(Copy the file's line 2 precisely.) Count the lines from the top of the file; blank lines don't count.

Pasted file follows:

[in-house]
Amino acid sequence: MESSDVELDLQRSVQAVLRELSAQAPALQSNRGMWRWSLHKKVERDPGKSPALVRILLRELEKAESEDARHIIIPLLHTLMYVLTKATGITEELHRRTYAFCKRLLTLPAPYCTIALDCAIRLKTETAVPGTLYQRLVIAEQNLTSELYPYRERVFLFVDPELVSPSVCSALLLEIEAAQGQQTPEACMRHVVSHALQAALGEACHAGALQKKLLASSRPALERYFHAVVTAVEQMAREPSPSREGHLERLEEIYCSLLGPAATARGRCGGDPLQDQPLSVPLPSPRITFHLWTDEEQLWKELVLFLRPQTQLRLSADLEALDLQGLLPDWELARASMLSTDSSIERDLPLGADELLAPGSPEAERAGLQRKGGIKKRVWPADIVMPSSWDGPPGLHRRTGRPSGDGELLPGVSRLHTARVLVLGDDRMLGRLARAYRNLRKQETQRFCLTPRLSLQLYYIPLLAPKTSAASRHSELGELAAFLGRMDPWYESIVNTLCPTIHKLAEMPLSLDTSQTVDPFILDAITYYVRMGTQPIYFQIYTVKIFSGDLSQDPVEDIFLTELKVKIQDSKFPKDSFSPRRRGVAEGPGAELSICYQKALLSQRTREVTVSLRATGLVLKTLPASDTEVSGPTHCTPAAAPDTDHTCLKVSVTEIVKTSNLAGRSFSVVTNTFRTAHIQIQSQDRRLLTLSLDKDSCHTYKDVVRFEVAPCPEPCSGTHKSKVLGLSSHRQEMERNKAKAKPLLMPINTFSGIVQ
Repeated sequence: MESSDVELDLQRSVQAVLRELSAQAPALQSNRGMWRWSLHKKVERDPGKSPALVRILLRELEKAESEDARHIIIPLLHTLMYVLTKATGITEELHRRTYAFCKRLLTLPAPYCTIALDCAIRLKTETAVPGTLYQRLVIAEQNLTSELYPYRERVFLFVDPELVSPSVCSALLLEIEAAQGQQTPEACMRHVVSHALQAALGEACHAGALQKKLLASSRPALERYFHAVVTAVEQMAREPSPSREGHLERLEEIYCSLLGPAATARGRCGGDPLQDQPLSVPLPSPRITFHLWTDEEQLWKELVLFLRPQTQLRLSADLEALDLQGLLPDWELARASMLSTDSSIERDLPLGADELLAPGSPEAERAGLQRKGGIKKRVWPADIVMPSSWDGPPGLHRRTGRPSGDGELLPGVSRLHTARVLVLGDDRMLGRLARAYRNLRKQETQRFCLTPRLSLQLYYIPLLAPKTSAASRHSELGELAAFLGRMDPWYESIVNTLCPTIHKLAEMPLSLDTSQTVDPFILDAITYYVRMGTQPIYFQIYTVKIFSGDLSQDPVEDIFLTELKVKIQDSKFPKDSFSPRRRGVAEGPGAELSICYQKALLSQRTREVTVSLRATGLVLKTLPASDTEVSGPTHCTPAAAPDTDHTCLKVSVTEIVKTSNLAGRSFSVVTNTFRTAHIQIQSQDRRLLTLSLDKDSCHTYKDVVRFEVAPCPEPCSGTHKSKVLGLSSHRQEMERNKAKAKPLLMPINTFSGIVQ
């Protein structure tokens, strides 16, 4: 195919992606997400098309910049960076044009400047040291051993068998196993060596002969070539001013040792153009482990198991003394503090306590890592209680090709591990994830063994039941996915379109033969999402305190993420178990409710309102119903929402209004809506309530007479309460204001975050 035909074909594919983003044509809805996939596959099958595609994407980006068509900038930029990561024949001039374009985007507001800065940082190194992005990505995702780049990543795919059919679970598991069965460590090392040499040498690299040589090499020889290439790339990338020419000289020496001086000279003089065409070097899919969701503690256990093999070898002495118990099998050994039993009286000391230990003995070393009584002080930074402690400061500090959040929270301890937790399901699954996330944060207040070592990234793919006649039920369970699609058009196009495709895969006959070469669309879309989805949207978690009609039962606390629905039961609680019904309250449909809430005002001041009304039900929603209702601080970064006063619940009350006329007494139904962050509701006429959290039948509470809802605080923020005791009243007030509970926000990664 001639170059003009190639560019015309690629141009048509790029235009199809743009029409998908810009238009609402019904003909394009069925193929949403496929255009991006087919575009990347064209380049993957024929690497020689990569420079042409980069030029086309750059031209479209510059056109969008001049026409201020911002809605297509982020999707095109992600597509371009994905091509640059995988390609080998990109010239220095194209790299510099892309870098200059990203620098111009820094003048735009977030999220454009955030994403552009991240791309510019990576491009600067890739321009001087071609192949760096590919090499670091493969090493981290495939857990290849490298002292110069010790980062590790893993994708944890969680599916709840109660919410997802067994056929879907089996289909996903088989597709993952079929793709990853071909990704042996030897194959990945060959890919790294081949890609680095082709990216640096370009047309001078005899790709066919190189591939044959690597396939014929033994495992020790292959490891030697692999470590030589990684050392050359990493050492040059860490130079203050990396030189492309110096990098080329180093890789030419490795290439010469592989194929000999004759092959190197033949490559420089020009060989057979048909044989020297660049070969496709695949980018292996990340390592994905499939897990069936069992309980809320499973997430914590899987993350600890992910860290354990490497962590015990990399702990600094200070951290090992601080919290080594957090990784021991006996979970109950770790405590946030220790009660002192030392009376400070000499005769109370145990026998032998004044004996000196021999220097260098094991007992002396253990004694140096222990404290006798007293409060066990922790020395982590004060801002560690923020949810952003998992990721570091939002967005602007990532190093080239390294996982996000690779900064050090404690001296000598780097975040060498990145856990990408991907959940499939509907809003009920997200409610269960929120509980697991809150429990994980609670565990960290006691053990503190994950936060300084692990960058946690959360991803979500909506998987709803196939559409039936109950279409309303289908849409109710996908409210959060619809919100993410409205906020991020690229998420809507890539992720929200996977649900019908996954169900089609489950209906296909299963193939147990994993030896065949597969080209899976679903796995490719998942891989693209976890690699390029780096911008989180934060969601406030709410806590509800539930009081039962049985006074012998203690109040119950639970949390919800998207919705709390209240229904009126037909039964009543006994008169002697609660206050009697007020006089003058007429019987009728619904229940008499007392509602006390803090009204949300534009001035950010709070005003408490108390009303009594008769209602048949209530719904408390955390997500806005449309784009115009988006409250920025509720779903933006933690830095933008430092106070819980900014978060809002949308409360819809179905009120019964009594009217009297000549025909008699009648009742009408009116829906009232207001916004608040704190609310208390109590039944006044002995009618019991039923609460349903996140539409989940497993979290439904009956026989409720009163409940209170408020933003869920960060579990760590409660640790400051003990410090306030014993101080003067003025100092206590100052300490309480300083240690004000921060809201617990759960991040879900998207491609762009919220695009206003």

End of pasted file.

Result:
Amino acid sequence: MESSDVELDLQRSVQAVLRELSAQAPALQSNRGMWRWSLHKKVERDPGKSPALVRILLRELEKAESEDARHIIIPLLHTLMYVLTKATGITEELHRRTYAFCKRLLTLPAPYCTIALDCAIRLKTETAVPGTLYQRLVIAEQNLTSELYPYRERVFLFVDPELVSPSVCSALLLEIEAAQGQQTPEACMRHVVSHALQAALGEACHAGALQKKLLASSRPALERYFHAVVTAVEQMAREPSPSREGHLERLEEIYCSLLGPAATARGRCGGDPLQDQPLSVPLPSPRITFHLWTDEEQLWKELVLFLRPQTQLRLSADLEALDLQGLLPDWELARASMLSTDSSIERDLPLGADELLAPGSPEAERAGLQRKGGIKKRVWPADIVMPSSWDGPPGLHRRTGRPSGDGELLPGVSRLHTARVLVLGDDRMLGRLARAYRNLRKQETQRFCLTPRLSLQLYYIPLLAPKTSAASRHSELGELAAFLGRMDPWYESIVNTLCPTIHKLAEMPLSLDTSQTVDPFILDAITYYVRMGTQPIYFQIYTVKIFSGDLSQDPVEDIFLTELKVKIQDSKFPKDSFSPRRRGVAEGPGAELSICYQKALLSQRTREVTVSLRATGLVLKTLPASDTEVSGPTHCTPAAAPDTDHTCLKVSVTEIVKTSNLAGRSFSVVTNTFRTAHIQIQSQDRRLLTLSLDKDSCHTYKDVVRFEVAPCPEPCSGTHKSKVLGLSSHRQEMERNKAKAKPLLMPINTFSGIVQ